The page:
We regularly recycle newspapers, metal cans and plastic containers. However, how many of us recycle old or used cosmetic containers and other products used in our bathrooms?
According to Johnson & Johnson, only one in five Americans consistently recycles products that are typically kept in the bathroom and the idea of recycling bathroom products never even occurred to 22 percent of the people surveyed.
The survey was conducted for Johnson & Johnson by the Shelton Group, a sustainability-focused advertising and marketing agency, according to a PR newswire press release. The survey found that 40 percent of Americans report recycling no bathroom items at all, and 20 percent didn't even know that products in the bathroom are recyclable.
Motivated by these results, Johnson & Johnson has launched a recycling campaign called Care To Recycle exclusively through Tumblr. The campaign shows a video and other tips about recycling. It can be accessed here.
The site explains that while the bathroom is the smallest room in the house, it generates a large portion of trash that could be recycled. “Almost 552 million 15-oz. shampoo bottles alone could be ending up in our landfills each year.”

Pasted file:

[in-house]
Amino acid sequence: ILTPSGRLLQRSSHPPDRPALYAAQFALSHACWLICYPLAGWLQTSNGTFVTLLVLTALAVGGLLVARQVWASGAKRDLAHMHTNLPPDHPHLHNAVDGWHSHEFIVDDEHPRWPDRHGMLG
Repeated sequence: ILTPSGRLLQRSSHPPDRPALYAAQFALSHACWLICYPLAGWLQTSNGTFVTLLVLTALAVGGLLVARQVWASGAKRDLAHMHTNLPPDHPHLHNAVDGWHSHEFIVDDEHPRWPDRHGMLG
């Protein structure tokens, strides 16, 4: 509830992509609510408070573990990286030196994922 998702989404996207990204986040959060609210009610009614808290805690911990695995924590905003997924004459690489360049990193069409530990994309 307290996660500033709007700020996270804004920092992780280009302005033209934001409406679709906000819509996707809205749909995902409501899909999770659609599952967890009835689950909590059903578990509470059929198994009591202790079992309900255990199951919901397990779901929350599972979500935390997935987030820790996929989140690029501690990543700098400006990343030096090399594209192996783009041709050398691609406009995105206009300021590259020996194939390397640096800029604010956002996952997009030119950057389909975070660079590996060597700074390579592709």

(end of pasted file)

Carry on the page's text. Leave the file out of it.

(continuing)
There are numerous products that could qualify for recycling that we typically just pitch in the garbage.
- Plastic shampoo, conditioner, contact lens fluid, mouthwash and hair gel containers that are rinsed out, can go out with your household plastic recycling.
- Pill bottles, without their caps, may also be accepted by your town. Check the number stamped on the bottom of the bottle and call to see if they will be accepted.
- Makeup containers may also be accepted back for recycling by the manufacturer. Companies such as Aveda, MAC and Kielh have regular recycle programs in place for their cosmetics.
- Plastic wrappers from toilet paper, cotton balls or diapers can be dropped off at a local recycle center. Locations close to you can be found here.